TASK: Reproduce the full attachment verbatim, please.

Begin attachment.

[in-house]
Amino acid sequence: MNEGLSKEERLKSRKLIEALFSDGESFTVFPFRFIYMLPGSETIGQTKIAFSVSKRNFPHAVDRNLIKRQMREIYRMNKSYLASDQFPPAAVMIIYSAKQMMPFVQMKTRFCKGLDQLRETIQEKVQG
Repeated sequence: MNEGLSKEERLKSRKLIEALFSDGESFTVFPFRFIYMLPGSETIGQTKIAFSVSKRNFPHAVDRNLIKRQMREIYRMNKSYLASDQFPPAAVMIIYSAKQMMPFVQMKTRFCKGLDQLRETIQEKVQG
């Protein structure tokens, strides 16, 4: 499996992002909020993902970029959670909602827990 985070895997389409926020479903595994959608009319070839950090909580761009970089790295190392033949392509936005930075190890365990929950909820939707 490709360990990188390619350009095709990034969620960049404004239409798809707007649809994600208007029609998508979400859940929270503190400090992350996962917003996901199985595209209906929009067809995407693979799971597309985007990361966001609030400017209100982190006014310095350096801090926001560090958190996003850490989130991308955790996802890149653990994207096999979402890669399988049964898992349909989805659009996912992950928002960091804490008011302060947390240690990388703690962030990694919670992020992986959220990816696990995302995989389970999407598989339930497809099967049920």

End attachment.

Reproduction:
[in-house]
Amino acid sequence: MNEGLSKEERLKSRKLIEALFSDGESFTVFPFRFIYMLPGSETIGQTKIAFSVSKRNFPHAVDRNLIKRQMREIYRMNKSYLASDQFPPAAVMIIYSAKQMMPFVQMKTRFCKGLDQLRETIQEKVQG
Repeated sequence: MNEGLSKEERLKSRKLIEALFSDGESFTVFPFRFIYMLPGSETIGQTKIAFSVSKRNFPHAVDRNLIKRQMREIYRMNKSYLASDQFPPAAVMIIYSAKQMMPFVQMKTRFCKGLDQLRETIQEKVQG
């Protein structure tokens, strides 16, 4: 499996992002909020993902970029959670909602827990 985070895997389409926020479903595994959608009319070839950090909580761009970089790295190392033949392509936005930075190890365990929950909820939707 490709360990990188390619350009095709990034969620960049404004239409798809707007649809994600208007029609998508979400859940929270503190400090992350996962917003996901199985595209209906929009067809995407693979799971597309985007990361966001609030400017209100982190006014310095350096801090926001560090958190996003850490989130991308955790996802890149653990994207096999979402890669399988049964898992349909989805659009996912992950928002960091804490008011302060947390240690990388703690962030990694919670992020992986959220990816696990995302995989389970999407598989339930497809099967049920």